Plovers and lapwings are familar, often colourful, shorebirds. They hunt by sight using a run-and-pause technique before snatching up insects and worms with their short pointed bills. This is quite a different technique to long-billed waders which hunt by probing. There are around 70 species in the family, including the larger lapwings and the smaller plovers and dotterels. They have a worldwide distribution, except in the Antarctic, preferring open countryside such as wetlands, shorelines and farmland.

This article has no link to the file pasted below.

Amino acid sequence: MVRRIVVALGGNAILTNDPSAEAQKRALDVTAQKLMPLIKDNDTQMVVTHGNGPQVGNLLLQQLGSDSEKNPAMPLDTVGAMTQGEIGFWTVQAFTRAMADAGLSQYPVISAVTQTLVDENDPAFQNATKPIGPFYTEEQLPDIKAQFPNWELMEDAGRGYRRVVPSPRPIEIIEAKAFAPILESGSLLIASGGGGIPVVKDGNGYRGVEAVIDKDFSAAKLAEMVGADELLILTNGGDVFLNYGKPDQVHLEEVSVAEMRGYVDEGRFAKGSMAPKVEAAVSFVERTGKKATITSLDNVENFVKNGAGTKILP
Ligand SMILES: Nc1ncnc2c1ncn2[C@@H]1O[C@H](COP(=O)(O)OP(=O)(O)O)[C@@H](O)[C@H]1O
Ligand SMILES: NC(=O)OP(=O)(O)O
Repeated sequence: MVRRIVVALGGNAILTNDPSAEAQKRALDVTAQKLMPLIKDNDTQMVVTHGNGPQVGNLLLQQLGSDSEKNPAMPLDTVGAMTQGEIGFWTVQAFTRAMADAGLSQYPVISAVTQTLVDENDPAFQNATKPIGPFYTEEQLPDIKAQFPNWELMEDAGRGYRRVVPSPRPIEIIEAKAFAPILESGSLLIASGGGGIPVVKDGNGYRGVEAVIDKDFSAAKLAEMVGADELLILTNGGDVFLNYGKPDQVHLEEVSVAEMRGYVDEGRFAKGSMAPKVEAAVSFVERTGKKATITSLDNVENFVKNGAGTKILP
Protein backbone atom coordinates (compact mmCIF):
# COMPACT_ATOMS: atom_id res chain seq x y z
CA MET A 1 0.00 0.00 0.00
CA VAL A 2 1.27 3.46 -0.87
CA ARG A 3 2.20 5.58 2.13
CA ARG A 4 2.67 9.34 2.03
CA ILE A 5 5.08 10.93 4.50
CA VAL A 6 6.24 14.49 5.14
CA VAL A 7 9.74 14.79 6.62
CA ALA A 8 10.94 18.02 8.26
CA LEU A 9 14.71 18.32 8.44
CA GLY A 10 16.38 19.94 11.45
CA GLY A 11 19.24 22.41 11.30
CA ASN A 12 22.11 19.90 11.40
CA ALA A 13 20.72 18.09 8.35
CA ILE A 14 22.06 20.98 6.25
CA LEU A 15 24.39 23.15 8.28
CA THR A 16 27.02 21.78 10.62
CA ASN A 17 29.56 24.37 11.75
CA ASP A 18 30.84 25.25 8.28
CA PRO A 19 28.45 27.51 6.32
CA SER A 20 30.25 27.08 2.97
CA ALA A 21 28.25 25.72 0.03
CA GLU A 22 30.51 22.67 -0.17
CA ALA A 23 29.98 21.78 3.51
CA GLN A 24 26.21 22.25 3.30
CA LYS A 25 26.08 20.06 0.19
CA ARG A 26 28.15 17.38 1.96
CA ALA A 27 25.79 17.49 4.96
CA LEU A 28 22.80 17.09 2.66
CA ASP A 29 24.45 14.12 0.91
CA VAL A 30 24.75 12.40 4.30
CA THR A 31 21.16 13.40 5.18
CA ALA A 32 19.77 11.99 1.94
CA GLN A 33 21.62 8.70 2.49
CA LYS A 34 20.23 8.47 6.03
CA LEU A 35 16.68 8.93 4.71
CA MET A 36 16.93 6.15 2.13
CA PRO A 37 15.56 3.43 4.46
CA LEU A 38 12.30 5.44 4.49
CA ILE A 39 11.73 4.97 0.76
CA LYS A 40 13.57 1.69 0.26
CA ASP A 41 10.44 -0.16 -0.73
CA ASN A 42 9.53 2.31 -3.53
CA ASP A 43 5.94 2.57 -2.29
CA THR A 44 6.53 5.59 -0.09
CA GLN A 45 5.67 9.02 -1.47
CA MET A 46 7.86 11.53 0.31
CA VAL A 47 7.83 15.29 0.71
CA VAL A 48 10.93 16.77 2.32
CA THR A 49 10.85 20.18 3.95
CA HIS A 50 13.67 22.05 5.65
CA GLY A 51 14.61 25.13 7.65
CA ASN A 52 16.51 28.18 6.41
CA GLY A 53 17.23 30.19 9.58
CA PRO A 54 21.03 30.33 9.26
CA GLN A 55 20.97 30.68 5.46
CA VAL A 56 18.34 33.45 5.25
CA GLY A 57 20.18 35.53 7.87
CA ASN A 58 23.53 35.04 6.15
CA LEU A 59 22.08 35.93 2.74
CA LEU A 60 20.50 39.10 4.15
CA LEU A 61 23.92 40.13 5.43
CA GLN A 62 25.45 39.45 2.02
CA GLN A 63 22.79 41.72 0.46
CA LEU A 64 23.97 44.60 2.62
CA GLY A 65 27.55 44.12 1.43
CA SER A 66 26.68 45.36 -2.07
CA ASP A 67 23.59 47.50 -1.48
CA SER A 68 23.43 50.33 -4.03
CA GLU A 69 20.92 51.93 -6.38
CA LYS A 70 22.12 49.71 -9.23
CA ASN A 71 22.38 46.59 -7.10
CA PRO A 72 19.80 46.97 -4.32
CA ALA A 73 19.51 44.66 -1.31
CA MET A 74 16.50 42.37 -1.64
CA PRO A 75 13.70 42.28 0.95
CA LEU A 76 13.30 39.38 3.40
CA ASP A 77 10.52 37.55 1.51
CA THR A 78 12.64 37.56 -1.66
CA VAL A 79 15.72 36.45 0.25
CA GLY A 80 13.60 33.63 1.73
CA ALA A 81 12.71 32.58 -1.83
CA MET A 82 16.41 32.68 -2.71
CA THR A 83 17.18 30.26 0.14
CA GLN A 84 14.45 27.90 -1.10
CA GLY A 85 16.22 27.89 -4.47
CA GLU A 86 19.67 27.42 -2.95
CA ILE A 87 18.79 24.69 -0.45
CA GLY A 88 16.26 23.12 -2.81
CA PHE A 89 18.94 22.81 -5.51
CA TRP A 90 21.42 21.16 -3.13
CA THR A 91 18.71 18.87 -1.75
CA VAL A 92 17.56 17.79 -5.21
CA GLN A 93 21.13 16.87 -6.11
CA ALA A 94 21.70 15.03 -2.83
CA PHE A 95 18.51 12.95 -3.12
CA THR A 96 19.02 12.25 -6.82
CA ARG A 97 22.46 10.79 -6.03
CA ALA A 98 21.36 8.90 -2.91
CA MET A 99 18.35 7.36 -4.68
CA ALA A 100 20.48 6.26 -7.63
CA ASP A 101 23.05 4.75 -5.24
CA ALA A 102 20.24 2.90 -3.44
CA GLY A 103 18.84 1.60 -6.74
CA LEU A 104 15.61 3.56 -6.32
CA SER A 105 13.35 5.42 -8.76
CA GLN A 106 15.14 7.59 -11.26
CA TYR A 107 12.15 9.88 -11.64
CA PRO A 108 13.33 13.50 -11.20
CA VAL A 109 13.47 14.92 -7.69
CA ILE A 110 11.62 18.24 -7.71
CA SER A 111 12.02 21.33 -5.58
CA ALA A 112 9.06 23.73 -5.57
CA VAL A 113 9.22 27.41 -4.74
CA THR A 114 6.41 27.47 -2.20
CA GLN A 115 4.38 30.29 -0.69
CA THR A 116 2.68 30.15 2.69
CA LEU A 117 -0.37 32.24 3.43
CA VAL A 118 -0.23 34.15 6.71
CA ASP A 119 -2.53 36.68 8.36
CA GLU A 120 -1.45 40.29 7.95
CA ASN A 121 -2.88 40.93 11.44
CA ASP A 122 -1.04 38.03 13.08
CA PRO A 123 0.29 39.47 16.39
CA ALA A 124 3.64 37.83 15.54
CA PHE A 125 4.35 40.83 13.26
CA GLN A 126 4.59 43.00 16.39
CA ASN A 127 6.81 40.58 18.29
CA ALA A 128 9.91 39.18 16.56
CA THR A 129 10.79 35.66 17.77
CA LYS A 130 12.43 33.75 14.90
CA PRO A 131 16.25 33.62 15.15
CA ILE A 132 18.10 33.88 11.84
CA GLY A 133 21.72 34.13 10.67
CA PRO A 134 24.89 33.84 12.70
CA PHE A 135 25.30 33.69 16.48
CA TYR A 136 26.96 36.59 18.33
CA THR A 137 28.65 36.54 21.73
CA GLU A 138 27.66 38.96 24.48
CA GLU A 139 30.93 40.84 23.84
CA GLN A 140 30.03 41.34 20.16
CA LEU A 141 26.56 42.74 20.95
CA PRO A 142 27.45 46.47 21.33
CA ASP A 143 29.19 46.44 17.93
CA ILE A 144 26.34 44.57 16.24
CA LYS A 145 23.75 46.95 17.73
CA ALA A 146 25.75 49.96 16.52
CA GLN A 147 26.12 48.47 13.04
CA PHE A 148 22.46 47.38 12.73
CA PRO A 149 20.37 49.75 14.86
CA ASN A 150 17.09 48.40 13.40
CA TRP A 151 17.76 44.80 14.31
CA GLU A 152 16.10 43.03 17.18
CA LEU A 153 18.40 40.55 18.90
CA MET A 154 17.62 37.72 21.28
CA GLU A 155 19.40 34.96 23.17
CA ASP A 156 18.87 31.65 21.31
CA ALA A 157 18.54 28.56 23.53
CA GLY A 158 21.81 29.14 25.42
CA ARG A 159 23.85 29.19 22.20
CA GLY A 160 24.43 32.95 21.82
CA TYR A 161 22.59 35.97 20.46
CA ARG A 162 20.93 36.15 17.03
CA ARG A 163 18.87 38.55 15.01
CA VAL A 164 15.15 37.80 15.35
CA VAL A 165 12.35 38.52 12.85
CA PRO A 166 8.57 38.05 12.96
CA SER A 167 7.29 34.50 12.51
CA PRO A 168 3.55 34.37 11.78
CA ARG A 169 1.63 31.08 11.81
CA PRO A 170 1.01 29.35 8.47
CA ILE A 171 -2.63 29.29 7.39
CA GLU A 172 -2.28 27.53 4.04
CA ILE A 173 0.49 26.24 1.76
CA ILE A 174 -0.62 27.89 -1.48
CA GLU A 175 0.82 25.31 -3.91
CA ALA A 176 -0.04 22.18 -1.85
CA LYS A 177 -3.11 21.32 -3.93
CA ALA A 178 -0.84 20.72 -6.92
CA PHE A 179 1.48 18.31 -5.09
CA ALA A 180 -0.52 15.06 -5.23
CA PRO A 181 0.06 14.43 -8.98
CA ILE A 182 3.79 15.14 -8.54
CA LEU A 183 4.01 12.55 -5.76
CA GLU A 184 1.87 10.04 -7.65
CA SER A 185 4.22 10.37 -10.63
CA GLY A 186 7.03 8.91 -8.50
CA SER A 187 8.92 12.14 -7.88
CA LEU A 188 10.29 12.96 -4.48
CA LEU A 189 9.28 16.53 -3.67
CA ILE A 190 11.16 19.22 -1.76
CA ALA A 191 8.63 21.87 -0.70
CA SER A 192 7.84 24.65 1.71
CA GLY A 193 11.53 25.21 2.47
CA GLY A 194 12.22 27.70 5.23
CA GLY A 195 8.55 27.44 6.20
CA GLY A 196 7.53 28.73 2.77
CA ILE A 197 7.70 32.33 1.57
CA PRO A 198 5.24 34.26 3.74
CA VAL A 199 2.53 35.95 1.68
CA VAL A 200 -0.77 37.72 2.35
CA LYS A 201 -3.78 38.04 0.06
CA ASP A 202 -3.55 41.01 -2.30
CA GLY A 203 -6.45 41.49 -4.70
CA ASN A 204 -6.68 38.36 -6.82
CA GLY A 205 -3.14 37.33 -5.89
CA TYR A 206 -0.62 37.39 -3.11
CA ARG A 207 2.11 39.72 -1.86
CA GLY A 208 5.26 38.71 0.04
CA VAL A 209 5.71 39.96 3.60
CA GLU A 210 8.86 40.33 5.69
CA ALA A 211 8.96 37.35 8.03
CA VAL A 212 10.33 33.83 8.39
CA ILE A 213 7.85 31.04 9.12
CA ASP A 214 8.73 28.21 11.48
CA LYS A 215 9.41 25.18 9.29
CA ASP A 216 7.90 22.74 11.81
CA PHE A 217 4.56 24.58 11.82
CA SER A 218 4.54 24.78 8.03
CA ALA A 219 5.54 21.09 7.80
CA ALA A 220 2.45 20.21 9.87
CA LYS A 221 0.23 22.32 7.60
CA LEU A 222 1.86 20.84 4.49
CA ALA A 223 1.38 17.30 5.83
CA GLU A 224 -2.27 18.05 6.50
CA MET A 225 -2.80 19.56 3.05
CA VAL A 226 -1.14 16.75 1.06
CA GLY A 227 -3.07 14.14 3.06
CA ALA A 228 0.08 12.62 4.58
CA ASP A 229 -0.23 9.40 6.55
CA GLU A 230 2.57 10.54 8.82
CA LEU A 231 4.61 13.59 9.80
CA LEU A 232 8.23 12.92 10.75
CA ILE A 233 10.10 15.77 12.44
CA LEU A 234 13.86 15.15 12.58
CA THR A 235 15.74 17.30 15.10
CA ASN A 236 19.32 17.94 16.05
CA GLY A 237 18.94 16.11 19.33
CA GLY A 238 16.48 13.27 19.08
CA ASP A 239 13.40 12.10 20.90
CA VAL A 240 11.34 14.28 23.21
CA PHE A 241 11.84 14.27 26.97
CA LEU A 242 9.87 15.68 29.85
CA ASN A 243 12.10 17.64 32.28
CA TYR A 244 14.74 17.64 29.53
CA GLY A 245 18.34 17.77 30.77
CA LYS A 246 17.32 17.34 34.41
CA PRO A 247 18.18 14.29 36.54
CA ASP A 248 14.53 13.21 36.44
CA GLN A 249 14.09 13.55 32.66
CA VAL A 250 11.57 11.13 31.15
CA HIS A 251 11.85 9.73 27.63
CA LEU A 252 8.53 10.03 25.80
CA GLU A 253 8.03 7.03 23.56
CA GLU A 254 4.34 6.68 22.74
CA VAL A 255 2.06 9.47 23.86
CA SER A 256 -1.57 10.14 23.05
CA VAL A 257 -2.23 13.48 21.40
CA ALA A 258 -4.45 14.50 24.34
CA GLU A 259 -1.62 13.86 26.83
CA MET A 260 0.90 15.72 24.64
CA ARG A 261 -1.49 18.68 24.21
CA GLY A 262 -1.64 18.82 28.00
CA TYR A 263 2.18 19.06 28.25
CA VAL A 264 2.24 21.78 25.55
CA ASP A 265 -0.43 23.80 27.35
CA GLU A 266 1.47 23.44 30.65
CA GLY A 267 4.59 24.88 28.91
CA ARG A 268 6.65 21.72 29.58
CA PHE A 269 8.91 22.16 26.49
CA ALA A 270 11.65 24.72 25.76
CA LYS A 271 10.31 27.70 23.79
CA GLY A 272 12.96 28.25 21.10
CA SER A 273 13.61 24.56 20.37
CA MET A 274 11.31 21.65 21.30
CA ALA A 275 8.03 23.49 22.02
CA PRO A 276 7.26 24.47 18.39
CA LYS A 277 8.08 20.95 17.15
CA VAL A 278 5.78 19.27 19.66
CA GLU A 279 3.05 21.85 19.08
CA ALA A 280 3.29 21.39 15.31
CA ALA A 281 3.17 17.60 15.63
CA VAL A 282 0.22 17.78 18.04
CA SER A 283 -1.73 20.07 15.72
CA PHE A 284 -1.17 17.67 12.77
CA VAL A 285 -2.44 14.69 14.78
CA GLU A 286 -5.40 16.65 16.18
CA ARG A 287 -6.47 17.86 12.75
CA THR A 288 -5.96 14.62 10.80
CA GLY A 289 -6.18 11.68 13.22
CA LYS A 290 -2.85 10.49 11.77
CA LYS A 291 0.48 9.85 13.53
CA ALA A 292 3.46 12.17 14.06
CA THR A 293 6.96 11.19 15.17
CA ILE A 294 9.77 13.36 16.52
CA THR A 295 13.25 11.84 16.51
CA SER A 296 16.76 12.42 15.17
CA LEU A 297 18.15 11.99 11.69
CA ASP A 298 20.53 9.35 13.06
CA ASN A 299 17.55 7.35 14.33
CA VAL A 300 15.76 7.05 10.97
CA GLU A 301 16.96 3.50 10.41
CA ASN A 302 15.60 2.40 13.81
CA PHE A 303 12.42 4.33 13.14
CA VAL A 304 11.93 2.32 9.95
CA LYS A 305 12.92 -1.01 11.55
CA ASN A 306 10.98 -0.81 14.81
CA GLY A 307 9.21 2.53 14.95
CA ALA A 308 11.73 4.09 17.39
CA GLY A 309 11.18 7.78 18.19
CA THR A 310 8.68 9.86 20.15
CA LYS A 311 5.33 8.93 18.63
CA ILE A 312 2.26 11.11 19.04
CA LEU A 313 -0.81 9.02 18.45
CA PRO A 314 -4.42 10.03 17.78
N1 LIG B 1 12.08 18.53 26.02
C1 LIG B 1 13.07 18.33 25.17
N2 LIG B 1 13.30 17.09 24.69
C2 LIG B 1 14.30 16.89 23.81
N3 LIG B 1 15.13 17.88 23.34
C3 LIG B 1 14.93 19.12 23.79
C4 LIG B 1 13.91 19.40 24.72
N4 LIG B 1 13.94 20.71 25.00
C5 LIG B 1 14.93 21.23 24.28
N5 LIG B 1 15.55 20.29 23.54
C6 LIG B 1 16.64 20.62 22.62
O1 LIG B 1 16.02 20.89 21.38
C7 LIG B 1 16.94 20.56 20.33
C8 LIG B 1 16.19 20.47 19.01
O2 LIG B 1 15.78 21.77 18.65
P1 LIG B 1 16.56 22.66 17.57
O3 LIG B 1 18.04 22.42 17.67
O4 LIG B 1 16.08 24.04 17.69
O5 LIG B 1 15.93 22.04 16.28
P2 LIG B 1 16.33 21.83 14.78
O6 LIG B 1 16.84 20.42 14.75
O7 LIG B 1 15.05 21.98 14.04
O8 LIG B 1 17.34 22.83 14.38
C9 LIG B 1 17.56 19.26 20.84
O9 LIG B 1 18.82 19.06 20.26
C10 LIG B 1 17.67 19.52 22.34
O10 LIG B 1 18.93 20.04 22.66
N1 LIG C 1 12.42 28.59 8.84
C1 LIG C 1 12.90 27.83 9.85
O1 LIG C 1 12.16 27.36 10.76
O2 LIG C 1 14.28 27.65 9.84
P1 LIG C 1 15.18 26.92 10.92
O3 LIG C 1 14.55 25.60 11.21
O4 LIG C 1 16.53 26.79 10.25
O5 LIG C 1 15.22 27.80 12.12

Scientific name: Charadriidae
The shading illustrates the diversity of this group - the darker the colour the greater the number of species. Data provided by WWF's Wildfinder.
The following habitats are found across the Plovers and lapwings distribution range. Find out more about these environments, what it takes to live there and what else inhabits them.
Discover what these behaviours are and how different plants and animals use them.
Additional data source: Animal Diversity Web
The bird family Charadriidae includes the plovers, dotterels, and lapwings, about 64 to 66 species in all.
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